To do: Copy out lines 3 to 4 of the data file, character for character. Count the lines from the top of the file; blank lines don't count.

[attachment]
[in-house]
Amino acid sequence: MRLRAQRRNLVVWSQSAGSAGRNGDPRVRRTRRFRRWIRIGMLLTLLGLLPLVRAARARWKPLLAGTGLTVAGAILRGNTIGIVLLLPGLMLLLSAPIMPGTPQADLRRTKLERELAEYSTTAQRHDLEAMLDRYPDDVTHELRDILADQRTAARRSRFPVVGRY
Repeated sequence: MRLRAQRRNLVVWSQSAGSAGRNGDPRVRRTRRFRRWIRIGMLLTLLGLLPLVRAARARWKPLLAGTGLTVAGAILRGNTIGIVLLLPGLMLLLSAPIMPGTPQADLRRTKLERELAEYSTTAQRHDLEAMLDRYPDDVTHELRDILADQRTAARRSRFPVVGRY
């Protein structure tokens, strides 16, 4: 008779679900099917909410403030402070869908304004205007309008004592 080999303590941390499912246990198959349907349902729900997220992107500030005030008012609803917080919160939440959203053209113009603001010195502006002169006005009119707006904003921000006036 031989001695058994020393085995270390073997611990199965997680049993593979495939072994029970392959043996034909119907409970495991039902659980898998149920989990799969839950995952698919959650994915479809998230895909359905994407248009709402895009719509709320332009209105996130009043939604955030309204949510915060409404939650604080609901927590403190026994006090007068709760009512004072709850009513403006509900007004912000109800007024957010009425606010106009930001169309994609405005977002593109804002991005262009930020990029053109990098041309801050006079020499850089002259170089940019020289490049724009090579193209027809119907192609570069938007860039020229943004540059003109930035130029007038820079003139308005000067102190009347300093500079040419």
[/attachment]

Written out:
Repeated sequence: MRLRAQRRNLVVWSQSAGSAGRNGDPRVRRTRRFRRWIRIGMLLTLLGLLPLVRAARARWKPLLAGTGLTVAGAILRGNTIGIVLLLPGLMLLLSAPIMPGTPQADLRRTKLERELAEYSTTAQRHDLEAMLDRYPDDVTHELRDILADQRTAARRSRFPVVGRY
């Protein structure tokens, strides 16, 4: 008779679900099917909410403030402070869908304004205007309008004592 080999303590941390499912246990198959349907349902729900997220992107500030005030008012609803917080919160939440959203053209113009603001010195502006002169006005009119707006904003921000006036 031989001695058994020393085995270390073997611990199965997680049993593979495939072994029970392959043996034909119907409970495991039902659980898998149920989990799969839950995952698919959650994915479809998230895909359905994407248009709402895009719509709320332009209105996130009043939604955030309204949510915060409404939650604080609901927590403190026994006090007068709760009512004072709850009513403006509900007004912000109800007024957010009425606010106009930001169309994609405005977002593109804002991005262009930020990029053109990098041309801050006079020499850089002259170089940019020289490049724009090579193209027809119907192609570069938007860039020229943004540059003109930035130029007038820079003139308005000067102190009347300093500079040419």